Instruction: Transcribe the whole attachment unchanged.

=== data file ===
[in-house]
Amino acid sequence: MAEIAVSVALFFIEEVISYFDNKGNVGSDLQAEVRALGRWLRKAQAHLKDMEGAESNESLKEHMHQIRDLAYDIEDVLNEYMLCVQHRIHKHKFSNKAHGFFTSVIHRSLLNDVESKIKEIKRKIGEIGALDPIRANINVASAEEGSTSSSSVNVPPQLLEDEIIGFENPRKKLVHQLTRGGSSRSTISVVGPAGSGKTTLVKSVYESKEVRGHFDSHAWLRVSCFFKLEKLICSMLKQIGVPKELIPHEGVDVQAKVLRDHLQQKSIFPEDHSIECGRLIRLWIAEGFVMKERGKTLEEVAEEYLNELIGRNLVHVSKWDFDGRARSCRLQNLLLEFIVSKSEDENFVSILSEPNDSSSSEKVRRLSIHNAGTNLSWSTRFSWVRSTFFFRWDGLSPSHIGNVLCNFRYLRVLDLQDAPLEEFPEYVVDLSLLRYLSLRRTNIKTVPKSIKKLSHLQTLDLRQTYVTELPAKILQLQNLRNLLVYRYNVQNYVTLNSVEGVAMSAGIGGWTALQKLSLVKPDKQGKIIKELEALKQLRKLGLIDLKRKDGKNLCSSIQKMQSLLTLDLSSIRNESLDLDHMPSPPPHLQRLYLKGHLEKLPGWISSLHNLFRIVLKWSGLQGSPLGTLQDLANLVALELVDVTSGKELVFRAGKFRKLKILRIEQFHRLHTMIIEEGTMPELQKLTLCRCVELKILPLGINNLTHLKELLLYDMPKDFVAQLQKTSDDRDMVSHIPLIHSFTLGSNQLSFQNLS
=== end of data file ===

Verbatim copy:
[in-house]
Amino acid sequence: MAEIAVSVALFFIEEVISYFDNKGNVGSDLQAEVRALGRWLRKAQAHLKDMEGAESNESLKEHMHQIRDLAYDIEDVLNEYMLCVQHRIHKHKFSNKAHGFFTSVIHRSLLNDVESKIKEIKRKIGEIGALDPIRANINVASAEEGSTSSSSVNVPPQLLEDEIIGFENPRKKLVHQLTRGGSSRSTISVVGPAGSGKTTLVKSVYESKEVRGHFDSHAWLRVSCFFKLEKLICSMLKQIGVPKELIPHEGVDVQAKVLRDHLQQKSIFPEDHSIECGRLIRLWIAEGFVMKERGKTLEEVAEEYLNELIGRNLVHVSKWDFDGRARSCRLQNLLLEFIVSKSEDENFVSILSEPNDSSSSEKVRRLSIHNAGTNLSWSTRFSWVRSTFFFRWDGLSPSHIGNVLCNFRYLRVLDLQDAPLEEFPEYVVDLSLLRYLSLRRTNIKTVPKSIKKLSHLQTLDLRQTYVTELPAKILQLQNLRNLLVYRYNVQNYVTLNSVEGVAMSAGIGGWTALQKLSLVKPDKQGKIIKELEALKQLRKLGLIDLKRKDGKNLCSSIQKMQSLLTLDLSSIRNESLDLDHMPSPPPHLQRLYLKGHLEKLPGWISSLHNLFRIVLKWSGLQGSPLGTLQDLANLVALELVDVTSGKELVFRAGKFRKLKILRIEQFHRLHTMIIEEGTMPELQKLTLCRCVELKILPLGINNLTHLKELLLYDMPKDFVAQLQKTSDDRDMVSHIPLIHSFTLGSNQLSFQNLS